How to Make Your ‘Thank You’ Really Count

Let’s kick this week’s post off with a question I received from an actress named Maria:

“I was dancing for a hit TV show last week and was lucky enough to work in a small, intimate scene alongside the show’s director/producer and lead actor. I’d like to write a note to the director, thanking him for the amazing day but I’m wondering what else (if anything) I could add in.

Do you recommend I insert a line about setting up a ten minute meeting to learn more about him? Also, since MANY dancers pass through the show, would it be beneficial to include a photo business card in the note?”

The answer is simple… No and no.

Keep a thank you a thank you. Always. Don’t muddy the waters and take away from your sincerity by saying “Thank you and…I want something from you.” You can always follow up later on about your question. Trust that every attempt to reach out doesn’t have to be action related. Say thank you and leave it at that.

When you truly come from a place of gratitude, your relationship can grow deeper and last longer. And you will be remembered for your thoughtfulness. Don’t forget that Thank You are the two most important words in your marketing vocabulary.

The Right Way to Say Thank You

I just heard from an actress named Carrie who reached out in such an honest way with great results. She recently created a target list of producers that she wants to work with. She saw one of those producers would be attending an event she was going to, so she wrote him a thank you note BEFORE the event. She sent this note without a picture or any contact info. Just the note.

Then, after the event, she sent another simple thank you to him with her specific takeaways from the event. A few days later, he found her number and called to thank HER for her notes. He wanted to know what she was up to, and they set up a meeting to discuss her career.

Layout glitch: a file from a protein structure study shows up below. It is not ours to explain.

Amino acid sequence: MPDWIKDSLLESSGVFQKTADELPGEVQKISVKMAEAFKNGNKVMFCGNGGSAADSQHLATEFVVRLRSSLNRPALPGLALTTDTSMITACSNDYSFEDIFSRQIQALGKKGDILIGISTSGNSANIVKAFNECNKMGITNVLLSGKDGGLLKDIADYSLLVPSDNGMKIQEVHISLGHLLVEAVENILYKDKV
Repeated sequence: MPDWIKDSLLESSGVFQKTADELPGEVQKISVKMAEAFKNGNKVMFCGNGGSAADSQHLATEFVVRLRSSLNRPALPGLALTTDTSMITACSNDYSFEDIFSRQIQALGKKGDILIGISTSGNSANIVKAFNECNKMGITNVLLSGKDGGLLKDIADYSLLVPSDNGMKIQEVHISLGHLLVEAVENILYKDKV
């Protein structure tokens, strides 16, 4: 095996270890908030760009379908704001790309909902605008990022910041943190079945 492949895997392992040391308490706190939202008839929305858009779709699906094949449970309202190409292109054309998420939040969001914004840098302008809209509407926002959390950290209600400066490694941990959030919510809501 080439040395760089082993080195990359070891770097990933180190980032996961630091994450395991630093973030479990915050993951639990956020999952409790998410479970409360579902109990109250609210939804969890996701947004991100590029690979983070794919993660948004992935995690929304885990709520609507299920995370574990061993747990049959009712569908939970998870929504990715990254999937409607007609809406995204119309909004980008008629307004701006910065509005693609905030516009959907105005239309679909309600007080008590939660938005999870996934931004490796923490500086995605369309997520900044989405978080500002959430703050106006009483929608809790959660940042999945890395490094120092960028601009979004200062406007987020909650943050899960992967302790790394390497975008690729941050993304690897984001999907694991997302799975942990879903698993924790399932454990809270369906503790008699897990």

This shows you just how powerful a simple thank you really is. You don’t need to send a thank you card on a piece of marketing or include your picture. If they want to connect with you, they will.

So if you’re nervous about how to write a compelling thank you without sounding fake, here is a simple guideline.

Be Specific

Make sure you are saying thank you for something specific, like Carrie did. If you attended a casting workshop, for example, mention one takeaway you enjoyed from their presentation. Maybe it’s their sense of humor. Or their candor about the casting process. Think about what you learned and thank them for that.

As people, we all enjoy feeling appreciated, and industry folk are no different. Be very specific about what you are grateful for and send it out with no strings attached. This way leaves the space for something even better to come of it than what you may have planned to ask for.

So, today, get in the practice of expressing gratitude, simply and cleanly. Say thank you for no reason. Send a card every week to someone. You could even send one anonymously. Just the mere act of being grateful does wonders for you as well as others.

 

 

23 Responses to “How to Make Your ‘Thank You’ Really Count”

  1. Dallas, Thank you for this great reminder that there is always room for simple authenticity.

  2. Anonymous says:

    Thanks Dallas. I would like to add though (and would love your response) that I have been in multiple CD workshops where it has been advised (by the CDs) to included a photo or link to your website, etc, in your thank you notes, as they are constantly surprised by how many actors believe themselves to be as memorable as to only include a name alone. What’s your take on this?

    • Debi says:

      I’ve been told the same thing. Also send them a visual reminder of you and a photo business card taped to the top of the thank you note is acceptable. Your thoughts Dallas?

    • Stacie says: